1. Don’t forget those 125% HELOCs that boosted retail spending, and post crash Dubya, “How did we get here?”

      2. I’ll take leveling. If I can sell my house in a year (when son graduates HS) for what I could sell it for now, I would be very happy.

  15. Any thoughts on why the number of U.S. homes for sale has shrunk by 75%, from 4 million in July 2007 to 1 million currently? Have 75% of the physical housing units in the U.S. disappeared? Or could it be that owning a home in the U.S. has become such a reliable gold mine in perpetuity for HODLers that once someone becomes an owner, they never again want to sell, and want to acquire several other homes for good measure to increase their real estate income? Or is it the incursion of institutional investors competing with Mom and Pop buyers who are shrinking the inventory towards zero, much as Reddit investors did with GameStonk inventory earlier this year?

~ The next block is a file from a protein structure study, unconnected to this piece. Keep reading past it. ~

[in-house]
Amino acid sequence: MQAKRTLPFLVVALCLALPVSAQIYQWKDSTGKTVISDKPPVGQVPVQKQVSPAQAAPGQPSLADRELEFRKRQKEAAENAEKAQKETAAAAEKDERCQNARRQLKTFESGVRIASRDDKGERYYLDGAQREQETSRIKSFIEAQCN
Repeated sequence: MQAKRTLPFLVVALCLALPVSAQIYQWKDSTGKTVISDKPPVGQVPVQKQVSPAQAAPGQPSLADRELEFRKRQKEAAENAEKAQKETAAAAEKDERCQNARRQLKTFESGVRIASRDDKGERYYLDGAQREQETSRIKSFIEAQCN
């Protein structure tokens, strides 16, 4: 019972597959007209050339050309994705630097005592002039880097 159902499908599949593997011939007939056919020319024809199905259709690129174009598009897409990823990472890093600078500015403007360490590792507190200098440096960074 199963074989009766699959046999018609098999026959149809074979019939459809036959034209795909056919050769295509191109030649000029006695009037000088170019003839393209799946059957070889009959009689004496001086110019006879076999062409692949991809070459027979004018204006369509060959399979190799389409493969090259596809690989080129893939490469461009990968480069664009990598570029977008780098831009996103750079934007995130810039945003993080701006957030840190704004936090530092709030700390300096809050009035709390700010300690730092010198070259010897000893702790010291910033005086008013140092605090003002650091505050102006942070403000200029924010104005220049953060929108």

It must be quite difficult for the used home sales industry to stay afloat with so few homes for sale. But you needn’t worry, as their chief economist, Larry Yun, has offered his personal assurance that this time is different, and there is no bubble.

    1. Apr 11, 2021 – Economy & Business
      The dispiriting housing boom
      Felix Salmon
      Felix Salmon, author of Capital
      Illustration of a white picket fence shaped like arrows trending upwards
      Illustration: Sarah Grillo/Axios

      It’s a discouraging scene: Bidding wars, soaring prices, and fears that homeownership is becoming out of reach for millions of Americans. We’re in a housing frenzy, driven by a massive shortage of inventory — and no one seems to be happy about it.